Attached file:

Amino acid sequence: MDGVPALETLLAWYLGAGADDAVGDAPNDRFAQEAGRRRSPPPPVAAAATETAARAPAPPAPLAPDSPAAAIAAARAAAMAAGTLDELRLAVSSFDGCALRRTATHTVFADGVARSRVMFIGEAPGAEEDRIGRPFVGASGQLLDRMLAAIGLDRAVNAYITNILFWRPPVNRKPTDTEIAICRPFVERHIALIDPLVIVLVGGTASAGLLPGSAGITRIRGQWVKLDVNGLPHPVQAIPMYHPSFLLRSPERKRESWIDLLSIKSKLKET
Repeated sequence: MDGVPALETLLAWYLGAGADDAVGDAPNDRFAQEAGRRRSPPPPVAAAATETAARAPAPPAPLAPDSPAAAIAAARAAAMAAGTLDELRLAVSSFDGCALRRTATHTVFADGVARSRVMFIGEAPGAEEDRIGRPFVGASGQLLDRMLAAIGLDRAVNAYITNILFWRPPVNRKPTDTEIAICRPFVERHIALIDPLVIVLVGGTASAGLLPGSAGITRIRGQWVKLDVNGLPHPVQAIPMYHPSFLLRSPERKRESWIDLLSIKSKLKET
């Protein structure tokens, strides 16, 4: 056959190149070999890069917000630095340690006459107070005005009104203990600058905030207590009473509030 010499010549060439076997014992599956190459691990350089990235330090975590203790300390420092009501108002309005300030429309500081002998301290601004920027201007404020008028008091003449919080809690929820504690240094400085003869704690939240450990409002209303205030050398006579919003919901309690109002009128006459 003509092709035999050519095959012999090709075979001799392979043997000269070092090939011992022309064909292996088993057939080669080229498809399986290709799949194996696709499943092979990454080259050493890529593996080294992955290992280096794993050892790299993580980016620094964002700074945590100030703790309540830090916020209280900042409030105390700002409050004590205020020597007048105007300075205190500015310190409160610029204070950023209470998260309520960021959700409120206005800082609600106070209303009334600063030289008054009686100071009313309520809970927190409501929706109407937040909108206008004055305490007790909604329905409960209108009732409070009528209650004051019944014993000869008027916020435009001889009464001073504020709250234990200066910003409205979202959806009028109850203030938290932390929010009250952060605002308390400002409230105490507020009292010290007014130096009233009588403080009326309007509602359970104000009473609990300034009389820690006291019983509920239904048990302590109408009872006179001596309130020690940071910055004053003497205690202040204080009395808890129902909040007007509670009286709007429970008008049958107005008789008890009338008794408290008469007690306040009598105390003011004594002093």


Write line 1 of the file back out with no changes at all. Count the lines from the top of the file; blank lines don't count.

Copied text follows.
Amino acid sequence: MDGVPALETLLAWYLGAGADDAVGDAPNDRFAQEAGRRRSPPPPVAAAATETAARAPAPPAPLAPDSPAAAIAAARAAAMAAGTLDELRLAVSSFDGCALRRTATHTVFADGVARSRVMFIGEAPGAEEDRIGRPFVGASGQLLDRMLAAIGLDRAVNAYITNILFWRPPVNRKPTDTEIAICRPFVERHIALIDPLVIVLVGGTASAGLLPGSAGITRIRGQWVKLDVNGLPHPVQAIPMYHPSFLLRSPERKRESWIDLLSIKSKLKET